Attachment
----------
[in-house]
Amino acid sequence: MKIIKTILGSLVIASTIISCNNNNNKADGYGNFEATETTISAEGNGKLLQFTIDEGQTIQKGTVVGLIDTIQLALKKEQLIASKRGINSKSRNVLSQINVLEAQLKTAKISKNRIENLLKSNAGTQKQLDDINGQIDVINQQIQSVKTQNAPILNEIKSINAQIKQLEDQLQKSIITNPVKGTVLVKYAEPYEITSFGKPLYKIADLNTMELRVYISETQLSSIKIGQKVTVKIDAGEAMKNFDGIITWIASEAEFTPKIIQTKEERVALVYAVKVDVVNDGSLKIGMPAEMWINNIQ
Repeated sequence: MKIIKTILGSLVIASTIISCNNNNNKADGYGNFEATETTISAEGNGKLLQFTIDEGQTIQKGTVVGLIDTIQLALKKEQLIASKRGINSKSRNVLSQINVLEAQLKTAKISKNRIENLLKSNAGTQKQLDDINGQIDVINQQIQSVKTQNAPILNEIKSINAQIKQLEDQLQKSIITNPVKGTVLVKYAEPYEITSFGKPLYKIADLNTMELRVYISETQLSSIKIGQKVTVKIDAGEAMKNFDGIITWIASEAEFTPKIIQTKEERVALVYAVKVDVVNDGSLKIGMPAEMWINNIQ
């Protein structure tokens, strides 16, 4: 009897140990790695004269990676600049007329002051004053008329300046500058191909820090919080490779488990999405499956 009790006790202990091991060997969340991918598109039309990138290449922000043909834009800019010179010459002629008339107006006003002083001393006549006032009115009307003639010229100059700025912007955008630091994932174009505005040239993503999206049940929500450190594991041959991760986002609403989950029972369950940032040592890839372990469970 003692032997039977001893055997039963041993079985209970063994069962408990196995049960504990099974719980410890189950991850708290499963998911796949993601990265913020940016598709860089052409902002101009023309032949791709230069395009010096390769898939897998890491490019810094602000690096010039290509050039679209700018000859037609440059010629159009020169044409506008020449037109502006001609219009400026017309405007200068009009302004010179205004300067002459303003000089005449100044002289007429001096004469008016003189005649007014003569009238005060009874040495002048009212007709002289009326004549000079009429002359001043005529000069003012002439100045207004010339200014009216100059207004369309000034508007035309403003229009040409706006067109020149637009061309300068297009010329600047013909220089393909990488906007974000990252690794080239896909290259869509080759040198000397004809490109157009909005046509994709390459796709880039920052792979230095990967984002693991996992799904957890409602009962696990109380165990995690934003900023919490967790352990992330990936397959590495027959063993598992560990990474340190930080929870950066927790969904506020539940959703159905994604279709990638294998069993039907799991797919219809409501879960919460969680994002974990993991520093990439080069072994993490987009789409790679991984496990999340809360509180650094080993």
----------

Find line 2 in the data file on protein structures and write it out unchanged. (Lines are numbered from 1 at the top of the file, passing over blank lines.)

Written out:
Amino acid sequence: MKIIKTILGSLVIASTIISCNNNNNKADGYGNFEATETTISAEGNGKLLQFTIDEGQTIQKGTVVGLIDTIQLALKKEQLIASKRGINSKSRNVLSQINVLEAQLKTAKISKNRIENLLKSNAGTQKQLDDINGQIDVINQQIQSVKTQNAPILNEIKSINAQIKQLEDQLQKSIITNPVKGTVLVKYAEPYEITSFGKPLYKIADLNTMELRVYISETQLSSIKIGQKVTVKIDAGEAMKNFDGIITWIASEAEFTPKIIQTKEERVALVYAVKVDVVNDGSLKIGMPAEMWINNIQ